Hundreds of products, more than 250 vulnerabilities … yes, it's Oracle's quarterly critical patch update day!
Oracle opens its bulletin with news that it "... continues to periodically receive reports of attempts to maliciously exploit vulnerabilities for which Oracle has already released fixes."
"In some instances, it has been reported that attackers have been successful because targeted customers had failed to apply available Oracle patches. Oracle therefore strongly recommends that customers remain on actively-supported versions and apply Critical Patch Update fixes without delay."
With puny humans failing it, no wonder Big Red's talking autonomous databases that patch themselves.
Enough reflection! Back to the bug news, which tells us Oracle Fusion Middleware has 38 vulns, while 37 turned up in Hospitality Applications and another 25 in MySQL.
Many of the bugs hit multiple products: CVE-2016-6814, for example, is inherited from Apache Groovy, and is present in Oracle Database Server, the Construction and Engineering Suite, Enterprise Manager Grid Control, Oracle Fusion Middleware, Health Sciences Applications, and two Retail Applications components.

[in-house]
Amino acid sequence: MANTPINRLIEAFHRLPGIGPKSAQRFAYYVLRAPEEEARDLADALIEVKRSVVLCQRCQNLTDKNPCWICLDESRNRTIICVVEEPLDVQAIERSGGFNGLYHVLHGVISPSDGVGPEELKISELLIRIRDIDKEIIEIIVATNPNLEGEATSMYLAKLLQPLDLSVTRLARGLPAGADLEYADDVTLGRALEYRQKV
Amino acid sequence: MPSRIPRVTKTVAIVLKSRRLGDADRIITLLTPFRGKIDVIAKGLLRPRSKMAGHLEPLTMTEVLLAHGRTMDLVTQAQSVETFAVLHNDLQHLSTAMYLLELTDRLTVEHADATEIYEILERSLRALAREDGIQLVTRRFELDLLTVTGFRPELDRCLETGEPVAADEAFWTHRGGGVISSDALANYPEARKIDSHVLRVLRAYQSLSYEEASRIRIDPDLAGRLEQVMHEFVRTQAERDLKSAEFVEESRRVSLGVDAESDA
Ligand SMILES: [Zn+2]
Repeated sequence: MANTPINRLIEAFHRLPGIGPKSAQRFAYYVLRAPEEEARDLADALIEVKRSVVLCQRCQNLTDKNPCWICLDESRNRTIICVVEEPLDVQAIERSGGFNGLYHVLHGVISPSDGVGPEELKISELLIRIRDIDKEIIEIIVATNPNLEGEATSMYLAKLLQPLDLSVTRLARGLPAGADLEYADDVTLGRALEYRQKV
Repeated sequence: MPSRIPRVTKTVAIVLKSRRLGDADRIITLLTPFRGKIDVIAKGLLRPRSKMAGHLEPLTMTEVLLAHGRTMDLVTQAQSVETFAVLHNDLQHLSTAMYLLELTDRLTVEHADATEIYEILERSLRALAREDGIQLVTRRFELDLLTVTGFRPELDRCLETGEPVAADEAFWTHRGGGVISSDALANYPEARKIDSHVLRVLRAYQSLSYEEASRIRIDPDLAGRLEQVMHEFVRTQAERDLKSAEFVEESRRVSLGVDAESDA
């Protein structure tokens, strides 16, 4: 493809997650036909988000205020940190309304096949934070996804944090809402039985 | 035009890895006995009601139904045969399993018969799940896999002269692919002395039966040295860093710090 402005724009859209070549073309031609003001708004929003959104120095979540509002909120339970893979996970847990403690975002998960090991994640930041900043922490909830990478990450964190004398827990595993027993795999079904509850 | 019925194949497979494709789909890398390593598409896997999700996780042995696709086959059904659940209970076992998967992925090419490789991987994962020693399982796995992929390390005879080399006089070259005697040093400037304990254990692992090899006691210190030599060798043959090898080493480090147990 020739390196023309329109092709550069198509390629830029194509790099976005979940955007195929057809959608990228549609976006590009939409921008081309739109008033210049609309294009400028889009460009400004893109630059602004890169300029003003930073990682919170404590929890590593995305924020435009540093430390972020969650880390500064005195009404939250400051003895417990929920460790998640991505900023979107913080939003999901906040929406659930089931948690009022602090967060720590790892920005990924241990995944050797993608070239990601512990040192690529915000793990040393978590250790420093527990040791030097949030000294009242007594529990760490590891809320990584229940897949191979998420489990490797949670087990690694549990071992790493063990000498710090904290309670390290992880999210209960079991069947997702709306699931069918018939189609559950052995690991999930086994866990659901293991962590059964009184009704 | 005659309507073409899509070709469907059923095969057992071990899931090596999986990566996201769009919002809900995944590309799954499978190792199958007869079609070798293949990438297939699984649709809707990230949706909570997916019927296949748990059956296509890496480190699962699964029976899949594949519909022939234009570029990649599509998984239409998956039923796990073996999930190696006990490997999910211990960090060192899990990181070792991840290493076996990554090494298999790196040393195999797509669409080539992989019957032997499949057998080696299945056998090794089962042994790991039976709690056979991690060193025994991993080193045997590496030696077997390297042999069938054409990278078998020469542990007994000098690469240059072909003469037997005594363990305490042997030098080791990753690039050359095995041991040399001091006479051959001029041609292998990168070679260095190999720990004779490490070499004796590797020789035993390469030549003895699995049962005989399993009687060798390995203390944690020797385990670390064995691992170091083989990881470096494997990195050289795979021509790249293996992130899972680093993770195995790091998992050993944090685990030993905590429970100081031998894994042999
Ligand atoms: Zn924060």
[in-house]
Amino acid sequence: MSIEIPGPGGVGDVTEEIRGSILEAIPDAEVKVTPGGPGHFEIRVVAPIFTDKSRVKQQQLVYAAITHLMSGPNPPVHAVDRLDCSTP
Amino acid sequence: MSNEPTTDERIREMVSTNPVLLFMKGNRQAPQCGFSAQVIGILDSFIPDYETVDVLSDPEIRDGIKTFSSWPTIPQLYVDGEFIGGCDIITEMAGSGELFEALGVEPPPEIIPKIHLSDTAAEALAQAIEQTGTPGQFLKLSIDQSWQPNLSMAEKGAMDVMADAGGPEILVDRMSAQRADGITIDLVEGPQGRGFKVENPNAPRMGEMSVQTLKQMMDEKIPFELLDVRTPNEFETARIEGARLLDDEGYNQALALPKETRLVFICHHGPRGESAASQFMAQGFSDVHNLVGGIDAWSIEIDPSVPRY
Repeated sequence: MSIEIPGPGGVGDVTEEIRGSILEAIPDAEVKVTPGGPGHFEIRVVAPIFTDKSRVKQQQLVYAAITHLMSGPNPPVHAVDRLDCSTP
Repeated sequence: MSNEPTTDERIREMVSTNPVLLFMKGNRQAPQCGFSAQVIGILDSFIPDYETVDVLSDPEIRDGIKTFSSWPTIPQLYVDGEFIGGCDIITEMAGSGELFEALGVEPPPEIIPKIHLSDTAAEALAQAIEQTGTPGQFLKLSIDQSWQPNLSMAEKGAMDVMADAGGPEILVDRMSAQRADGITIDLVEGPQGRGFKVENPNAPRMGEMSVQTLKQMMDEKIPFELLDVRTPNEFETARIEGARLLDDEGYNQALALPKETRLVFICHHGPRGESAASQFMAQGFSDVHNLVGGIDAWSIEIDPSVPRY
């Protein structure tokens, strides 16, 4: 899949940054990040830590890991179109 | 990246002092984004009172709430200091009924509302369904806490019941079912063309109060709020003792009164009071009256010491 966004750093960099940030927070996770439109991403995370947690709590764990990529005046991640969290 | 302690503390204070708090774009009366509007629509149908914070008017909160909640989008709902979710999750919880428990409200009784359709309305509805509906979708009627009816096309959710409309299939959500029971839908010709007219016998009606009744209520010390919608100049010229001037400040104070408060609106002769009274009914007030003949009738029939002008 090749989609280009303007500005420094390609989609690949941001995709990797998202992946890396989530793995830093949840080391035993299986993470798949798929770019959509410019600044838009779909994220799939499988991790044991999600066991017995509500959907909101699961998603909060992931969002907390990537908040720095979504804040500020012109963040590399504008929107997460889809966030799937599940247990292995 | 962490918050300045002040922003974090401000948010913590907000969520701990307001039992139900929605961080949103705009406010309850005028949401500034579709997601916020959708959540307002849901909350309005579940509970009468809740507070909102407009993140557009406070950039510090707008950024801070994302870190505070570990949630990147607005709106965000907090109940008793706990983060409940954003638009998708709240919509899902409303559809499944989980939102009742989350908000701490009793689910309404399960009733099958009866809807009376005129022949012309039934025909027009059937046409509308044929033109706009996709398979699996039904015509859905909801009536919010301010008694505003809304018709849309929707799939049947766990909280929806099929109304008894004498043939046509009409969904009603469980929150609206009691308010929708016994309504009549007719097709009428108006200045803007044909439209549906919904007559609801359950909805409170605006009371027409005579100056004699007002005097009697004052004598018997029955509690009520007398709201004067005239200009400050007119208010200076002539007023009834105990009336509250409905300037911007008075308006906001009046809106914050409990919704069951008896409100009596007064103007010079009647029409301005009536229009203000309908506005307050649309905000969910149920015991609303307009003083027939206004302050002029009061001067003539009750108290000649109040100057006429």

Twenty-four vulnerabilities carry Common Vulnerability Scoring System scores of nine or better, and the three standouts with perfect 10 are:
- CVE-2017-10402 in a reporting component of Hospitality Applications, exploitable over HTTP for a complete takeover;
- CVE-2017-10405, also in Hospitality Application reporting, also exploitable over HTTP, for access to all data as well as denial-of-service; and
- CVE-2013-1903 (yes, it's four years old), in Siebel; the Field Service component can be pwned over HTTP.
CVE-2017-10332 only scores 7.5, but it's easy to exploit, and “successful attacks of this vulnerability can result in unauthorised access to critical data or complete access to all Oracle Universal Work Queue accessible data”.
Java Platform SE got 22 fixes, 20 of which are network-exploitable. The top two, with CVSS scores of 9.6, are CVE-2017-10285 which affects implementations running untrusted code, is easy to exploit, and offers full pwnage over the network; and CVE-2017-10346, with a similar profile.
Here's the "verbose" version of Oracle's advisory in all its gory glory.
The shorter version offers links to product-specific reports. ®